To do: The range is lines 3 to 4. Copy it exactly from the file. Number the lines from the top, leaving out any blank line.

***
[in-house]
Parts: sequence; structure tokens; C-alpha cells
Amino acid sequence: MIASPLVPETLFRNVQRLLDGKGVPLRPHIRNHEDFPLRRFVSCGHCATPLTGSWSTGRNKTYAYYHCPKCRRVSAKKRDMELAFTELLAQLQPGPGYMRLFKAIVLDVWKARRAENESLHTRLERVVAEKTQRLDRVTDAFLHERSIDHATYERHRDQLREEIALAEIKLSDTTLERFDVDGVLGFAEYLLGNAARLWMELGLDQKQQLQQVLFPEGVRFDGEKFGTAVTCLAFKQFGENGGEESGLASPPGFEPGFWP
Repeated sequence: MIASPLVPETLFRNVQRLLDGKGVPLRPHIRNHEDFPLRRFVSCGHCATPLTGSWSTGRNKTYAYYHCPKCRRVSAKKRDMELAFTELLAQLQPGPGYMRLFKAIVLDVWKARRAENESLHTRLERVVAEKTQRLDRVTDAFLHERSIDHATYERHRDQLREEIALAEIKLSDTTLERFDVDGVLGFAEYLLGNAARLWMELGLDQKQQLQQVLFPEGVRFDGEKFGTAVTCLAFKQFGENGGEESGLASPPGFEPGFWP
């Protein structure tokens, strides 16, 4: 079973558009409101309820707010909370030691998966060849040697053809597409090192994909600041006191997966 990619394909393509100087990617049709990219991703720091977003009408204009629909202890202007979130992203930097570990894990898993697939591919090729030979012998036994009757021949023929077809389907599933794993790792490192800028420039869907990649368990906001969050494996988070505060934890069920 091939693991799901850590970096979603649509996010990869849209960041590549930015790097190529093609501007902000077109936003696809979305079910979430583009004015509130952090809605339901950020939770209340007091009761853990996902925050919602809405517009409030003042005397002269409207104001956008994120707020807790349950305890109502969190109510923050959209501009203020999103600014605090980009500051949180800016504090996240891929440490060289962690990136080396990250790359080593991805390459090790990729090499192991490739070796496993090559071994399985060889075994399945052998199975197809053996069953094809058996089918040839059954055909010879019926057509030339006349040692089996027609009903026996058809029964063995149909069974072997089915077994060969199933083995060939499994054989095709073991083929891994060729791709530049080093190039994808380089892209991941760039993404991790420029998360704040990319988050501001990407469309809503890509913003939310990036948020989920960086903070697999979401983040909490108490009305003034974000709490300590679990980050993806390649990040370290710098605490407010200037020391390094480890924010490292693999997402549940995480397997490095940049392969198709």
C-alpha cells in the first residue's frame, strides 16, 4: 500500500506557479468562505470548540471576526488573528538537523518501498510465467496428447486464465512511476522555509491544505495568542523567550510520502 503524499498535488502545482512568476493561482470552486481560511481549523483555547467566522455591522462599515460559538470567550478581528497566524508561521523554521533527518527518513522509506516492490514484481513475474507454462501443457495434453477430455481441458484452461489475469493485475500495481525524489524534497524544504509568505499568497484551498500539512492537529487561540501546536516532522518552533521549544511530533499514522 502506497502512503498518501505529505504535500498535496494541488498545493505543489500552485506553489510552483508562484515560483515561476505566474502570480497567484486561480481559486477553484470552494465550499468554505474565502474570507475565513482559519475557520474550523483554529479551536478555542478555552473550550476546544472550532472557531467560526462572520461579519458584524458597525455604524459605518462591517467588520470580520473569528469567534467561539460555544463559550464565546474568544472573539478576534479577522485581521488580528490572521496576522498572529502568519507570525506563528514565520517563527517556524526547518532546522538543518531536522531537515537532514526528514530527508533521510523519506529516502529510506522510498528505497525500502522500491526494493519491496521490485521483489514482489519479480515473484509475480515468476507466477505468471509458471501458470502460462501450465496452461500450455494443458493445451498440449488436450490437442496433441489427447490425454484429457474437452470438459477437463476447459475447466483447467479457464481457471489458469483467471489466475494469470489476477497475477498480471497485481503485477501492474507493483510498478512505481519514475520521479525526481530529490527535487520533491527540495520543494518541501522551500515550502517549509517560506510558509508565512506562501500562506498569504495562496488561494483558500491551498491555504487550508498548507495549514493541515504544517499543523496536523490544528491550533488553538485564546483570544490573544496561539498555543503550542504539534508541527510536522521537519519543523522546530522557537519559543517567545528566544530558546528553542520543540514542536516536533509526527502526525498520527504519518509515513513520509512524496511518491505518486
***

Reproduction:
Amino acid sequence: MIASPLVPETLFRNVQRLLDGKGVPLRPHIRNHEDFPLRRFVSCGHCATPLTGSWSTGRNKTYAYYHCPKCRRVSAKKRDMELAFTELLAQLQPGPGYMRLFKAIVLDVWKARRAENESLHTRLERVVAEKTQRLDRVTDAFLHERSIDHATYERHRDQLREEIALAEIKLSDTTLERFDVDGVLGFAEYLLGNAARLWMELGLDQKQQLQQVLFPEGVRFDGEKFGTAVTCLAFKQFGENGGEESGLASPPGFEPGFWP
Repeated sequence: MIASPLVPETLFRNVQRLLDGKGVPLRPHIRNHEDFPLRRFVSCGHCATPLTGSWSTGRNKTYAYYHCPKCRRVSAKKRDMELAFTELLAQLQPGPGYMRLFKAIVLDVWKARRAENESLHTRLERVVAEKTQRLDRVTDAFLHERSIDHATYERHRDQLREEIALAEIKLSDTTLERFDVDGVLGFAEYLLGNAARLWMELGLDQKQQLQQVLFPEGVRFDGEKFGTAVTCLAFKQFGENGGEESGLASPPGFEPGFWP